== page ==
Even though it’s Chinese New Year and Chinese lanterns adorn Albert Square, Manchester City Gallery’s newest exhibition of work from East Asia is anything but ‘Oriental.’ The closest thing to an exotic vision of ‘The East’ is an enormous gold head, like that of a deity, surprised after poking her head through the floor, slightly astonished by what is going on around her. And she would have good reason to be; it’s not every day you see a child kissing a polar bear that seems to reach down from the heavens of imagination.
If you are fortunate enough to have seen any of Frank Cohen’s collection you would see how much he likes sculpture, though not the classical marble or bronze, more along the lines of colossal toys. Made of fibreglass and smiling at us mischievously is Takashi Murakami’s Kitagawa-Kun. He is shiny, happy and so sweet it's sickly. Murakami has created several of these 3 dimensional cartoon characters, not all as family friendly as Kitagawa-Kun. This playful and colourful style of art recurs throughout the exhibition making it accessible to all while exploring themes that are wider reaching than childhood fantasy.
The skin speaks a language not its own – the body of a life size baby elephant lies on the floor, its skin covered in thousands of tiny sperm-like bindis that enhance the contours of the creature's anatomy and create a carpet-like illusion. The sculpture is sad, beautiful and has a touch of the sacred. The bindis swirl around the body like hairs, identifying it as something to be respected and asking its forgiveness for an untimely death. This piece surmises the different angles from which this exhibition can be approached; no background information is needed to enjoy the work, but it does pose questions, and with more information come more questions leaving the viewer free to interpret and extract what they will from what is there.
The curator, David Thorp, is a pleasant, humble man, who genuinely loves art; his joy shines through in the artwork he has chosen. He is excited by these artists’ proximity to the brink of the kitsch, but also by their integrity, and the freedom they give the viewer to interpret their work. He tells me that the majority of Chinese artists he has come into contact with are apolitical, that they immerse themselves in the contemporary culture of creating fantasies and making these fantasies real.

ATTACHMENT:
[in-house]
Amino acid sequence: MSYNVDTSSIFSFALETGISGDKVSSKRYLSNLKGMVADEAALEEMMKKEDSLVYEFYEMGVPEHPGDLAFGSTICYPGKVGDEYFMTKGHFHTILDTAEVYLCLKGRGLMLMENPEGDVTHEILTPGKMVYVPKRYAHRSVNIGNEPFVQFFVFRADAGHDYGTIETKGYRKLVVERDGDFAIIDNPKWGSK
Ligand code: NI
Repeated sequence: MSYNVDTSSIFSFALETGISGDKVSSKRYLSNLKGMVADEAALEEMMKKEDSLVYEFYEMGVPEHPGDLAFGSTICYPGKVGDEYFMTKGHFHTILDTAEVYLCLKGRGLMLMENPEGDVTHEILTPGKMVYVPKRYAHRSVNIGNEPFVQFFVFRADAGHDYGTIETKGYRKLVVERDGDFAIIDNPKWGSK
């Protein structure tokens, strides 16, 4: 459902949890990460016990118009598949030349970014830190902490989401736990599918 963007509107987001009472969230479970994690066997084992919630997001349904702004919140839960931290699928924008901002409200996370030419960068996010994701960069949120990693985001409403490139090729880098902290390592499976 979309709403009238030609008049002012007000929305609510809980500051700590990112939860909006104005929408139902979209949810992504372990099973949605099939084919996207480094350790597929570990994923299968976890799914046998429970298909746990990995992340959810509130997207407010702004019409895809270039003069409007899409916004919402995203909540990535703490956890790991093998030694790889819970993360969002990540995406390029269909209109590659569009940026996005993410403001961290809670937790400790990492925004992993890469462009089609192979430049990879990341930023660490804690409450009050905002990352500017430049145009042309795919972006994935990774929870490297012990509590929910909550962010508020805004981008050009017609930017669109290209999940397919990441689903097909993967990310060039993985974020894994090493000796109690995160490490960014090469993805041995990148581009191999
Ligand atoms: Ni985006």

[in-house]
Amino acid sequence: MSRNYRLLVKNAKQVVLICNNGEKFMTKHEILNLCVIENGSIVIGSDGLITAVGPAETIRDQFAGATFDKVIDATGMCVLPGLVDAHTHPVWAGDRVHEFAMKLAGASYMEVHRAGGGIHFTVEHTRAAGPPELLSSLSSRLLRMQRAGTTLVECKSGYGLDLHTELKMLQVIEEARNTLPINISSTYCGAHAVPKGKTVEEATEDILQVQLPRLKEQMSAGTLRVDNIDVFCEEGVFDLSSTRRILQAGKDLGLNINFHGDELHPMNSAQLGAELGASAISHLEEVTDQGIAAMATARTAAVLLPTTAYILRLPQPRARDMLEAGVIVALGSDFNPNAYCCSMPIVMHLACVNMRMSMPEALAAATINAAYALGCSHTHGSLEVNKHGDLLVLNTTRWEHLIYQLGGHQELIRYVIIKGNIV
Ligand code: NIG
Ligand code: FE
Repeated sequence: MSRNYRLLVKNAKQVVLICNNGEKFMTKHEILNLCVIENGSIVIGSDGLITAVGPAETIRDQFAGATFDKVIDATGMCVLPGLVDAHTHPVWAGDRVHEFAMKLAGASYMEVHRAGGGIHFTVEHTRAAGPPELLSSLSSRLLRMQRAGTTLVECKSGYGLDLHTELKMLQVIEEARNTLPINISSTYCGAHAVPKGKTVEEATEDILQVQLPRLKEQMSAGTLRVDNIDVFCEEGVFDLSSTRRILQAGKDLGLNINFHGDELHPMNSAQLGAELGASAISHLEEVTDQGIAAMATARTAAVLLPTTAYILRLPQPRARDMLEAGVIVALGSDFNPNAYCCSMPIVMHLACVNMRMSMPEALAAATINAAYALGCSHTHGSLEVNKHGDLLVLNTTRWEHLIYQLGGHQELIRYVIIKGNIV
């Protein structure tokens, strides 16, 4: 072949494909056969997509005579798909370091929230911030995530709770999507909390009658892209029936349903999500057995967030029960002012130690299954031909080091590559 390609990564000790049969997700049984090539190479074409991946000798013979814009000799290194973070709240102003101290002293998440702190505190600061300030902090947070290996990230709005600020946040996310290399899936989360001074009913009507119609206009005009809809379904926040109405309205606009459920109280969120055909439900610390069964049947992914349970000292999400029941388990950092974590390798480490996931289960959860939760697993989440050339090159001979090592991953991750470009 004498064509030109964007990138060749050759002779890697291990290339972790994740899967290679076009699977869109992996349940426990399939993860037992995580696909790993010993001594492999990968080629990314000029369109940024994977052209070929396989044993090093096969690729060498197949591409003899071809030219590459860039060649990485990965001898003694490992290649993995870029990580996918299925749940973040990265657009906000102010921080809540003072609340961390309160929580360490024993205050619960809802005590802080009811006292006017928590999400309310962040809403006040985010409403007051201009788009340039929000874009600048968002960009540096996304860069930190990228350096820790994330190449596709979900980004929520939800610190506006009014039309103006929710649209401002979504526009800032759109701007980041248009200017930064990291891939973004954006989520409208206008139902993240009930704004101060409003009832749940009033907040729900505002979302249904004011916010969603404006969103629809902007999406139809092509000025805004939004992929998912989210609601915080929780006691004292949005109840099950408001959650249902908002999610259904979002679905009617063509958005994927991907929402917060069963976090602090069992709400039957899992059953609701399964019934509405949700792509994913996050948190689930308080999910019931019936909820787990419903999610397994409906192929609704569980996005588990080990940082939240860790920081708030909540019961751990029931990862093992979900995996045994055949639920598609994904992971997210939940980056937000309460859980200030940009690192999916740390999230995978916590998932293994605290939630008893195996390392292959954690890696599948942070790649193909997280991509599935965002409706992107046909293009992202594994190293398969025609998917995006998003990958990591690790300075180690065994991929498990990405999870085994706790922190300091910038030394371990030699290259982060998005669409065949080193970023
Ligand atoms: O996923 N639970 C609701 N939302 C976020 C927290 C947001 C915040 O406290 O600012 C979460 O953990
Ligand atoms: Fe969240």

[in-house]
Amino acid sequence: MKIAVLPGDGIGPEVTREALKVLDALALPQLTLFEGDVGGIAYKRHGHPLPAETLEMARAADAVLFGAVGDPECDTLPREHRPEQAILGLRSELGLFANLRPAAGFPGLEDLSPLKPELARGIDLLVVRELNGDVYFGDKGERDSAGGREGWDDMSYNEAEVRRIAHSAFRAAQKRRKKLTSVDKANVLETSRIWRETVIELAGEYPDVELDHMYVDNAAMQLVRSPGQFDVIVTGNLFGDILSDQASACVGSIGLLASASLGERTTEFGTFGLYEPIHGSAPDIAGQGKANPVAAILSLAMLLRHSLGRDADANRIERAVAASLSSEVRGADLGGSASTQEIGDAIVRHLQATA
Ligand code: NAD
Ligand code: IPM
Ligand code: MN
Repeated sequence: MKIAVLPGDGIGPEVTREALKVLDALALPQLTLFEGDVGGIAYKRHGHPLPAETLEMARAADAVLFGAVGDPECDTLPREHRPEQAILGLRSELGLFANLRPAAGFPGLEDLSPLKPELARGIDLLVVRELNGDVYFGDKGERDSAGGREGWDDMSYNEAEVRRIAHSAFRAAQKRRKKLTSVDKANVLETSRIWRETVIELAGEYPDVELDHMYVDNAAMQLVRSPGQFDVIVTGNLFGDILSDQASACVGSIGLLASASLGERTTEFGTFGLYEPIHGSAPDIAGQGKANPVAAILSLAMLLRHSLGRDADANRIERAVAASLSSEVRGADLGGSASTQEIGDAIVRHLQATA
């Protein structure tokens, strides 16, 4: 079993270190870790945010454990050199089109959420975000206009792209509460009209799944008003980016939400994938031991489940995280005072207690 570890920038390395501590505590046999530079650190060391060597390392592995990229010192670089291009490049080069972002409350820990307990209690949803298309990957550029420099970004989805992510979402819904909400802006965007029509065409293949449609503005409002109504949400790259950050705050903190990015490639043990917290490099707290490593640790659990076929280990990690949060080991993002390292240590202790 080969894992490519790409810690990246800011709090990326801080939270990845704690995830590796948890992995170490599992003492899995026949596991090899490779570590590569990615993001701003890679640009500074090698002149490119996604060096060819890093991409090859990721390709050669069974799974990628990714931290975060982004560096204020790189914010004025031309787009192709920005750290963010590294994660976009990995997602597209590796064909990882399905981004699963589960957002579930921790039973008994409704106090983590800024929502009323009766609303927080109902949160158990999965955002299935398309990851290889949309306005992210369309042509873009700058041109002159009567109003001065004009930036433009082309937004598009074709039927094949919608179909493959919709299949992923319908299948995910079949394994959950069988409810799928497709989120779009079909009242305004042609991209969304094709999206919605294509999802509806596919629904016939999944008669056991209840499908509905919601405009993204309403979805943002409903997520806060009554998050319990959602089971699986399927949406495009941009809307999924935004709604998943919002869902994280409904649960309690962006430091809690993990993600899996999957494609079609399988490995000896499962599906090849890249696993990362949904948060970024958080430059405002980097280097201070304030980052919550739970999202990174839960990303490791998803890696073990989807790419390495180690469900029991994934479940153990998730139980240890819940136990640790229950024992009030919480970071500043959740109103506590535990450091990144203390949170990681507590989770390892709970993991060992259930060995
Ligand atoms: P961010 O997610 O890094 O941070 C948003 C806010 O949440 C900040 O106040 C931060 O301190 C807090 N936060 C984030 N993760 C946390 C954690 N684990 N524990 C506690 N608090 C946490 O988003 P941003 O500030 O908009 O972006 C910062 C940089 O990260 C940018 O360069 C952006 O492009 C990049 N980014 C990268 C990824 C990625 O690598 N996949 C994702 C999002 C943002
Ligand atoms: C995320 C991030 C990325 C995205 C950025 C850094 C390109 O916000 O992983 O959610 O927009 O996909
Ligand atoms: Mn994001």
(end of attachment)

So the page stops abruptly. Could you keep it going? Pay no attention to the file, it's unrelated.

However, this does not mean the exhibition is completely apolitical: Fang Lijun’s work comes from a movement known as Cynical Realism born from the aftermath of the Tiananmen square demonstrations. His work 2007.6.72007 is subtle, calm and lyrical – it is not a painting that can be easily interpreted. Thousands of faces stare at us from below a blanket of clouds. There is such an atmosphere to this painting you could see it again and again, drawing a different feel from it. The fact that this painting is so unassuming, ironically, makes it stand out; there are many layers to it, something very human and of the real world.
Throughout the exhibition the contrast is explored between almost manufactured work and work that is certainly made by human hands. Such a difference can be seen between the work of He An, and Yoshitomo Nara. He An’s sculptures are perfect, white, lithe forms taken from the Hollywood film The Matrix. The figures are exaggerated, full of movement and grace, superhuman like the characters in the film who recognise that what we perceive as the real world is in fact a constructed fantasy made by machines. This use of fictional characters blends into the work of Yoshimoto Nara, whose distinctive drawings have the quality of childlike sketches and doodles, but with the emotions and language of an adult. These drawings are displayed not on the walls of the gallery but in a construction made from reclaimed wood. They are in their own habitat, as drawings pinned to the wall, and although they use the visual vocabulary of Japanese animation, they remain in a very real world, expressing the curious eruptions of the artist. Far away from a perfect, machine made fantasy, but looking at it and talking back in the same language.
This is an enjoyable and stimulating exhibition, bringing forth childhood memories and feelings, like an adventure into a toy box, yet asking questions about how we are building our brave new world.
For more information on the exhibition and events such as the curator’s talk on the 20th March, please visit www.manchestergalleries.org